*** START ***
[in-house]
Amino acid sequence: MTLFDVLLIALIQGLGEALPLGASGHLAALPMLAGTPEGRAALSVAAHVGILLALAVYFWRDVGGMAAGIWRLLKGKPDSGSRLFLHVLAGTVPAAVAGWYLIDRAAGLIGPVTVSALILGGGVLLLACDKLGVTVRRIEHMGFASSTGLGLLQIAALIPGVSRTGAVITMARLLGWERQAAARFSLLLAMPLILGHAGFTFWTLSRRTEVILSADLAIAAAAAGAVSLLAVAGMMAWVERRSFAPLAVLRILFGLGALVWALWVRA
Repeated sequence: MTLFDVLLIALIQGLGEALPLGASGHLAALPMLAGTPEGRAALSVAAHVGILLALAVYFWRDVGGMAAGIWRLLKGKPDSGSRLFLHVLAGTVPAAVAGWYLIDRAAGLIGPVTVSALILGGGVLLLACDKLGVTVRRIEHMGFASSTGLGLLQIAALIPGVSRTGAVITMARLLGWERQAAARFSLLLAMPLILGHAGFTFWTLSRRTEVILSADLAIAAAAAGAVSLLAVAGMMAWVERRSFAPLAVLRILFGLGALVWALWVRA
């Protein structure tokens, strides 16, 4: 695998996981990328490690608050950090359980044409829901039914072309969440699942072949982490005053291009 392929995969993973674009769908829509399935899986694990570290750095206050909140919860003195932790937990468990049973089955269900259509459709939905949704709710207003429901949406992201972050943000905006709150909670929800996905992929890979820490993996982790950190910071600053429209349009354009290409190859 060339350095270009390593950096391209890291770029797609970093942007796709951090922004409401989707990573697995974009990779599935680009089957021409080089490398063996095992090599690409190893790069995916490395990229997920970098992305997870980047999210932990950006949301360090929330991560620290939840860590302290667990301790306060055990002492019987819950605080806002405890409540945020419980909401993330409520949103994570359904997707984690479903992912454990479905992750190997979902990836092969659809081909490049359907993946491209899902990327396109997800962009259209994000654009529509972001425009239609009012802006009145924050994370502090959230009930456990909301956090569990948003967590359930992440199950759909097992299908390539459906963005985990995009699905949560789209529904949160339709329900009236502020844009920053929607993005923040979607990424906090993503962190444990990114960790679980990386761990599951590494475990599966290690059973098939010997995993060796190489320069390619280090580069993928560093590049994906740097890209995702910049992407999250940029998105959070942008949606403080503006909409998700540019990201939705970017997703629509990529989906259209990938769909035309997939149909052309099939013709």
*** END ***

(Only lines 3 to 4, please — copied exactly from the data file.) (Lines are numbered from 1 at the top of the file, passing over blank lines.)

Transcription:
Repeated sequence: MTLFDVLLIALIQGLGEALPLGASGHLAALPMLAGTPEGRAALSVAAHVGILLALAVYFWRDVGGMAAGIWRLLKGKPDSGSRLFLHVLAGTVPAAVAGWYLIDRAAGLIGPVTVSALILGGGVLLLACDKLGVTVRRIEHMGFASSTGLGLLQIAALIPGVSRTGAVITMARLLGWERQAAARFSLLLAMPLILGHAGFTFWTLSRRTEVILSADLAIAAAAAGAVSLLAVAGMMAWVERRSFAPLAVLRILFGLGALVWALWVRA
């Protein structure tokens, strides 16, 4: 695998996981990328490690608050950090359980044409829901039914072309969440699942072949982490005053291009 392929995969993973674009769908829509399935899986694990570290750095206050909140919860003195932790937990468990049973089955269900259509459709939905949704709710207003429901949406992201972050943000905006709150909670929800996905992929890979820490993996982790950190910071600053429209349009354009290409190859 060339350095270009390593950096391209890291770029797609970093942007796709951090922004409401989707990573697995974009990779599935680009089957021409080089490398063996095992090599690409190893790069995916490395990229997920970098992305997870980047999210932990950006949301360090929330991560620290939840860590302290667990301790306060055990002492019987819950605080806002405890409540945020419980909401993330409520949103994570359904997707984690479903992912454990479905992750190997979902990836092969659809081909490049359907993946491209899902990327396109997800962009259209994000654009529509972001425009239609009012802006009145924050994370502090959230009930456990909301956090569990948003967590359930992440199950759909097992299908390539459906963005985990995009699905949560789209529904949160339709329900009236502020844009920053929607993005923040979607990424906090993503962190444990990114960790679980990386761990599951590494475990599966290690059973098939010997995993060796190489320069390619280090580069993928560093590049994906740097890209995702910049992407999250940029998105959070942008949606403080503006909409998700540019990201939705970017997703629509990529989906259209990938769909035309997939149909052309099939013709």